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Editorial   |    
New Insights Into Clinical Response in Schizophrenia: From Dopamine D2 Receptor Occupancy to Patients’ Quality of Life
Donald C. Goff, M.D.
Am J Psychiatry 2008;165:940-943. doi:10.1176/appi.ajp.2008.08050673

Two articles published in this issue of the Journal are of considerable interest to clinicians treating individuals with schizophrenia. Gründer and colleagues (1) provide findings from a positron emission tomography study examining dopamine D2 receptor occupancy that illustrate the unique pharmacology of the novel antipsychotic aripiprazole. The report by Mohamed and colleagues (2) makes use of data from the CATIE study to illuminate the complex interaction of factors that determine quality of life and disability in patients with schizophrenia.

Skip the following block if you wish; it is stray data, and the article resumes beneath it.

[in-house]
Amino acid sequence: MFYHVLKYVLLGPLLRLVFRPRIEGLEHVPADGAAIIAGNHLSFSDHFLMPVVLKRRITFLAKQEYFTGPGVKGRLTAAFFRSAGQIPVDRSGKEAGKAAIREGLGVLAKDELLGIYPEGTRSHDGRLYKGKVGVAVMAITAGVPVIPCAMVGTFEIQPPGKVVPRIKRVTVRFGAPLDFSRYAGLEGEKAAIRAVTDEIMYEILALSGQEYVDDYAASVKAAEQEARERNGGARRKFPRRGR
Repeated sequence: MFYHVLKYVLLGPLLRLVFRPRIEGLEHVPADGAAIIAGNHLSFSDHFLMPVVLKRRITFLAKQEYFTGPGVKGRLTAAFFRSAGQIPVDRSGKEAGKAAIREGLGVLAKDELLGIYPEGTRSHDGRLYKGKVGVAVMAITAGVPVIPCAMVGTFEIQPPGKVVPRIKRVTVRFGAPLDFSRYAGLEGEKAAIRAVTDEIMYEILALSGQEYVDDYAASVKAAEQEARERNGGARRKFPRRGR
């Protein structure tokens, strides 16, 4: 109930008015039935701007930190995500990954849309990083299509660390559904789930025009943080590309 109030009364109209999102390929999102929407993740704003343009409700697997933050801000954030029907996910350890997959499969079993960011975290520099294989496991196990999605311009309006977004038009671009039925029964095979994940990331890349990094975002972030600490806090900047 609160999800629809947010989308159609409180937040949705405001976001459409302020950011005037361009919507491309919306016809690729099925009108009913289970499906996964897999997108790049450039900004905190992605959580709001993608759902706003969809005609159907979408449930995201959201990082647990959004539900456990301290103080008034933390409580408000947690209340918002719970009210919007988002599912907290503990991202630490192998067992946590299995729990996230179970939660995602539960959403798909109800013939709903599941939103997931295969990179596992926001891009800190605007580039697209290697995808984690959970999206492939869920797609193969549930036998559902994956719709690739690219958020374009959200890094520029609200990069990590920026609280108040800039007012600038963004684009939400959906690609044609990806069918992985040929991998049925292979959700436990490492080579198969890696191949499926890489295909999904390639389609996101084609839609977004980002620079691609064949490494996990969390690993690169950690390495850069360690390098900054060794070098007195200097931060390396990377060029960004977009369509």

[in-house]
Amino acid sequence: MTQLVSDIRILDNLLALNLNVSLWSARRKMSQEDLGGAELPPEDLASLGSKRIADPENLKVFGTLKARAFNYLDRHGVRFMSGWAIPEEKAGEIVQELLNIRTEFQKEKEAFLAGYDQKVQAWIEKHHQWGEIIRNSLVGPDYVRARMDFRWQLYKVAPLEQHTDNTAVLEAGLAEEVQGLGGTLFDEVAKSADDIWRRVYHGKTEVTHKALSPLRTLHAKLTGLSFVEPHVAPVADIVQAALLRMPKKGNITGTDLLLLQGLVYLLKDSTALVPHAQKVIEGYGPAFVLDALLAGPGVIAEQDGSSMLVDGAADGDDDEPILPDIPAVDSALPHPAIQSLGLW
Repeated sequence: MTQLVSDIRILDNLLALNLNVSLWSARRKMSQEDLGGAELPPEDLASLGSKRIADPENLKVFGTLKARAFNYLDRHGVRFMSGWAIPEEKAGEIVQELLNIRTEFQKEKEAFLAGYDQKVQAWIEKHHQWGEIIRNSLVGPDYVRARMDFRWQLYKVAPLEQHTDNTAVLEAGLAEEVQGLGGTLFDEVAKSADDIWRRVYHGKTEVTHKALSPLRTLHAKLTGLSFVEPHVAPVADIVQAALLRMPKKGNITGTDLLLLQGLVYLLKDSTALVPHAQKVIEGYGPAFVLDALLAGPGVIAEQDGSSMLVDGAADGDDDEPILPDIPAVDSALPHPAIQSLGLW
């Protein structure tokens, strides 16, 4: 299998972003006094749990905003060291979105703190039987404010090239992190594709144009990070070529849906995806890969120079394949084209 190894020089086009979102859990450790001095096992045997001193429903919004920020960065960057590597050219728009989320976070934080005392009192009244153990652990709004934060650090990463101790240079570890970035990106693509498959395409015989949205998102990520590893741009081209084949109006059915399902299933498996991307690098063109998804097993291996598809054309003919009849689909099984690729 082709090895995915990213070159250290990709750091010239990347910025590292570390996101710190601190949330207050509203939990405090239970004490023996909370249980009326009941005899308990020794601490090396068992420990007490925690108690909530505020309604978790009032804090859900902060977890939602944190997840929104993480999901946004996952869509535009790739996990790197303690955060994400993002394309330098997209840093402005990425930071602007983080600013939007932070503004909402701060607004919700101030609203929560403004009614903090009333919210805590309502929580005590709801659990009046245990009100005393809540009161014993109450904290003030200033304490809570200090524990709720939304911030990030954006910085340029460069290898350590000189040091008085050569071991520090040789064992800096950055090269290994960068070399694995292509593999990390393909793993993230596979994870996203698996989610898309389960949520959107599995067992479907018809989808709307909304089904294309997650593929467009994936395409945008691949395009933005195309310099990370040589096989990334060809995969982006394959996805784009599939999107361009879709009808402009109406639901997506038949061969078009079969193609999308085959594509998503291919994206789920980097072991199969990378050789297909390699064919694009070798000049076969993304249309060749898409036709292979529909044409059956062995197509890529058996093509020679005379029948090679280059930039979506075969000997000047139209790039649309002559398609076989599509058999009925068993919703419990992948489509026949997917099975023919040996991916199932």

Gründer and colleagues report that a majority of patients treated with aripiprazole at typical clinical doses have blood concentrations high enough to saturate D2 receptors in all brain regions studied; in some patients, the D2 receptors remained virtually fully occupied for as long as a week after discontinuation of aripiprazole. These findings reflect aripiprazole’s unique profile as a high-affinity D2 partial agonist with an extremely long elimination half-life. Traditional D2 antagonists achieve antipsychotic efficacy by occupying 60% or more of D2 receptors, thereby reducing overall D2 activity by roughly the same amount as the percentage of receptors occupied. In contrast, as a partial agonist at the D2 receptor, aripiprazole in theory would need to occupy a higher percentage of D2 receptors to achieve a similar overall reduction in D2 activity. In fact, results from a previous study suggested that the therapeutic threshold for aripiprazole may be greater than 80% occupancy of D2 receptors (3). By modestly activating D2 receptors in the striatum, aripiprazole largely prevents classic neurological side effects (4). Gründer and colleagues demonstrate that, unlike other atypical agents, this sparing of extrapyramidal side effects by aripiprazole is not the result of preferential binding to temporal-limbic dopamine receptors. It is the nature of partial agonists that these side effects are avoided even at high, saturating doses (5) as observed by Gründer and colleagues.